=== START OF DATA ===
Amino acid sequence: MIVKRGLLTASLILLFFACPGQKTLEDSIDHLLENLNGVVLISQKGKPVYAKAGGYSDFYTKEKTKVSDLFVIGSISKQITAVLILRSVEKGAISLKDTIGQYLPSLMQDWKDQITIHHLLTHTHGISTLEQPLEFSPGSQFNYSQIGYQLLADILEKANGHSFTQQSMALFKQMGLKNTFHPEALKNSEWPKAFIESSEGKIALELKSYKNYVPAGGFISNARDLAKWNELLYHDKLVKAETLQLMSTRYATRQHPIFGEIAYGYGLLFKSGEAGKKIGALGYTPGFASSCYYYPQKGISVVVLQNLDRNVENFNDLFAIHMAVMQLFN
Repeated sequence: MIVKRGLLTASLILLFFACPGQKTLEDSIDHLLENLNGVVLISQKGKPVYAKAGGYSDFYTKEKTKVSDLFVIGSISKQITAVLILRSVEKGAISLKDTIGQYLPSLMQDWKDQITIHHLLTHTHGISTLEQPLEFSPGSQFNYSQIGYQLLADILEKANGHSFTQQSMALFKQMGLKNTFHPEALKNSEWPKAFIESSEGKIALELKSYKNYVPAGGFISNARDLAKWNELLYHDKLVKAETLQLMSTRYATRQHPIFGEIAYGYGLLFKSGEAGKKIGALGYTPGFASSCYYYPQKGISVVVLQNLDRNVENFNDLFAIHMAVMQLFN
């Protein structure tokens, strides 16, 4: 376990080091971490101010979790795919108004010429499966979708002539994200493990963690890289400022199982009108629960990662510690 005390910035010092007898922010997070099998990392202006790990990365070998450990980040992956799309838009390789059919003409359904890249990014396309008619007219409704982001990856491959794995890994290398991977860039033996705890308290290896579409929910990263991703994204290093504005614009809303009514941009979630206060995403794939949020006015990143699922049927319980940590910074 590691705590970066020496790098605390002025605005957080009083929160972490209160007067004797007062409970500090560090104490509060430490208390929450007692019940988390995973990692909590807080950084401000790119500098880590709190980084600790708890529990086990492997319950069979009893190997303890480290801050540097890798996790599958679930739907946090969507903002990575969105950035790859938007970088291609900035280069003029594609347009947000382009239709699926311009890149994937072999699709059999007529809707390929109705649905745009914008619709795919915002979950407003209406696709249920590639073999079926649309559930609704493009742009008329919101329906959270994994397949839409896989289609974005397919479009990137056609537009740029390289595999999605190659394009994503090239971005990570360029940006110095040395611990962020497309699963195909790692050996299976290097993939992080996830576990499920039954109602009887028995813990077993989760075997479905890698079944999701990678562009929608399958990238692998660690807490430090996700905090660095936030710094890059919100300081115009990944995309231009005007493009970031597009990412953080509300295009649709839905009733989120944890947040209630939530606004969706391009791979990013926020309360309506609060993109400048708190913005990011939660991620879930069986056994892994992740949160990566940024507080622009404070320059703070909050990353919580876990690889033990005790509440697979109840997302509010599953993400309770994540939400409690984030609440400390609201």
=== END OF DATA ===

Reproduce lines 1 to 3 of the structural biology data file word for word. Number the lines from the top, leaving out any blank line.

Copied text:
Amino acid sequence: MIVKRGLLTASLILLFFACPGQKTLEDSIDHLLENLNGVVLISQKGKPVYAKAGGYSDFYTKEKTKVSDLFVIGSISKQITAVLILRSVEKGAISLKDTIGQYLPSLMQDWKDQITIHHLLTHTHGISTLEQPLEFSPGSQFNYSQIGYQLLADILEKANGHSFTQQSMALFKQMGLKNTFHPEALKNSEWPKAFIESSEGKIALELKSYKNYVPAGGFISNARDLAKWNELLYHDKLVKAETLQLMSTRYATRQHPIFGEIAYGYGLLFKSGEAGKKIGALGYTPGFASSCYYYPQKGISVVVLQNLDRNVENFNDLFAIHMAVMQLFN
Repeated sequence: MIVKRGLLTASLILLFFACPGQKTLEDSIDHLLENLNGVVLISQKGKPVYAKAGGYSDFYTKEKTKVSDLFVIGSISKQITAVLILRSVEKGAISLKDTIGQYLPSLMQDWKDQITIHHLLTHTHGISTLEQPLEFSPGSQFNYSQIGYQLLADILEKANGHSFTQQSMALFKQMGLKNTFHPEALKNSEWPKAFIESSEGKIALELKSYKNYVPAGGFISNARDLAKWNELLYHDKLVKAETLQLMSTRYATRQHPIFGEIAYGYGLLFKSGEAGKKIGALGYTPGFASSCYYYPQKGISVVVLQNLDRNVENFNDLFAIHMAVMQLFN
């Protein structure tokens, strides 16, 4: 376990080091971490101010979790795919108004010429499966979708002539994200493990963690890289400022199982009108629960990662510690 005390910035010092007898922010997070099998990392202006790990990365070998450990980040992956799309838009390789059919003409359904890249990014396309008619007219409704982001990856491959794995890994290398991977860039033996705890308290290896579409929910990263991703994204290093504005614009809303009514941009979630206060995403794939949020006015990143699922049927319980940590910074 590691705590970066020496790098605390002025605005957080009083929160972490209160007067004797007062409970500090560090104490509060430490208390929450007692019940988390995973990692909590807080950084401000790119500098880590709190980084600790708890529990086990492997319950069979009893190997303890480290801050540097890798996790599958679930739907946090969507903002990575969105950035790859938007970088291609900035280069003029594609347009947000382009239709699926311009890149994937072999699709059999007529809707390929109705649905745009914008619709795919915002979950407003209406696709249920590639073999079926649309559930609704493009742009008329919101329906959270994994397949839409896989289609974005397919479009990137056609537009740029390289595999999605190659394009994503090239971005990570360029940006110095040395611990962020497309699963195909790692050996299976290097993939992080996830576990499920039954109602009887028995813990077993989760075997479905890698079944999701990678562009929608399958990238692998660690807490430090996700905090660095936030710094890059919100300081115009990944995309231009005007493009970031597009990412953080509300295009649709839905009733989120944890947040209630939530606004969706391009791979990013926020309360309506609060993109400048708190913005990011939660991620879930069986056994892994992740949160990566940024507080622009404070320059703070909050990353919580876990690889033990005790509440697979109840997302509010599953993400309770994540939400409690984030609440400390609201």